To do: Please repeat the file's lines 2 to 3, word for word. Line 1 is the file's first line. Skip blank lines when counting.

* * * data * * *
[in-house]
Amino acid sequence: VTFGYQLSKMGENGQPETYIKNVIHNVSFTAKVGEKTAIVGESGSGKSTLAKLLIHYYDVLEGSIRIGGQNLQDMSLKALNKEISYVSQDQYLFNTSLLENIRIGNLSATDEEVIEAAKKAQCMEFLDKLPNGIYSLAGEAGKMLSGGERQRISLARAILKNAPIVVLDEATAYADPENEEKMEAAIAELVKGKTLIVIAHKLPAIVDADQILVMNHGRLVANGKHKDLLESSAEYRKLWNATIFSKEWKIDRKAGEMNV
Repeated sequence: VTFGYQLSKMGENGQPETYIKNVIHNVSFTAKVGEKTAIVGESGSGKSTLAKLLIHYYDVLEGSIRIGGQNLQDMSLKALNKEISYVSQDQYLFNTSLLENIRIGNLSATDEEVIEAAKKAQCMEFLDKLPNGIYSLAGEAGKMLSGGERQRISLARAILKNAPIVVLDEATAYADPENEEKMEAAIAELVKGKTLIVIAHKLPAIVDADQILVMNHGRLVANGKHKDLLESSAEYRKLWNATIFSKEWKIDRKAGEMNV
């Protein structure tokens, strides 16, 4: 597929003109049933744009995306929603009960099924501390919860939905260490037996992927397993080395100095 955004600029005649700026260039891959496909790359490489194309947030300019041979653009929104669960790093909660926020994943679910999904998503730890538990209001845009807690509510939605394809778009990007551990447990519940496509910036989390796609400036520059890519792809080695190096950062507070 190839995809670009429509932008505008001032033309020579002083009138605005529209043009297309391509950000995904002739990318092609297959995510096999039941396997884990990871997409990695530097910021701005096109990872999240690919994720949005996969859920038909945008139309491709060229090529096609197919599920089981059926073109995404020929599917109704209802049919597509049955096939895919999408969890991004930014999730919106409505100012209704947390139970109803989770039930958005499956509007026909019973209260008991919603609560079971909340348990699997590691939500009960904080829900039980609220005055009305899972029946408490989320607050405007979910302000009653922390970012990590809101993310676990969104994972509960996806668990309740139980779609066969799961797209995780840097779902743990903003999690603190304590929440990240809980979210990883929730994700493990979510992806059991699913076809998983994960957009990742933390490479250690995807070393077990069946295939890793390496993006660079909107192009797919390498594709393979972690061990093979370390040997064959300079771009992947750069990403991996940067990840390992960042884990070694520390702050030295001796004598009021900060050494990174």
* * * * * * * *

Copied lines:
Amino acid sequence: VTFGYQLSKMGENGQPETYIKNVIHNVSFTAKVGEKTAIVGESGSGKSTLAKLLIHYYDVLEGSIRIGGQNLQDMSLKALNKEISYVSQDQYLFNTSLLENIRIGNLSATDEEVIEAAKKAQCMEFLDKLPNGIYSLAGEAGKMLSGGERQRISLARAILKNAPIVVLDEATAYADPENEEKMEAAIAELVKGKTLIVIAHKLPAIVDADQILVMNHGRLVANGKHKDLLESSAEYRKLWNATIFSKEWKIDRKAGEMNV
Repeated sequence: VTFGYQLSKMGENGQPETYIKNVIHNVSFTAKVGEKTAIVGESGSGKSTLAKLLIHYYDVLEGSIRIGGQNLQDMSLKALNKEISYVSQDQYLFNTSLLENIRIGNLSATDEEVIEAAKKAQCMEFLDKLPNGIYSLAGEAGKMLSGGERQRISLARAILKNAPIVVLDEATAYADPENEEKMEAAIAELVKGKTLIVIAHKLPAIVDADQILVMNHGRLVANGKHKDLLESSAEYRKLWNATIFSKEWKIDRKAGEMNV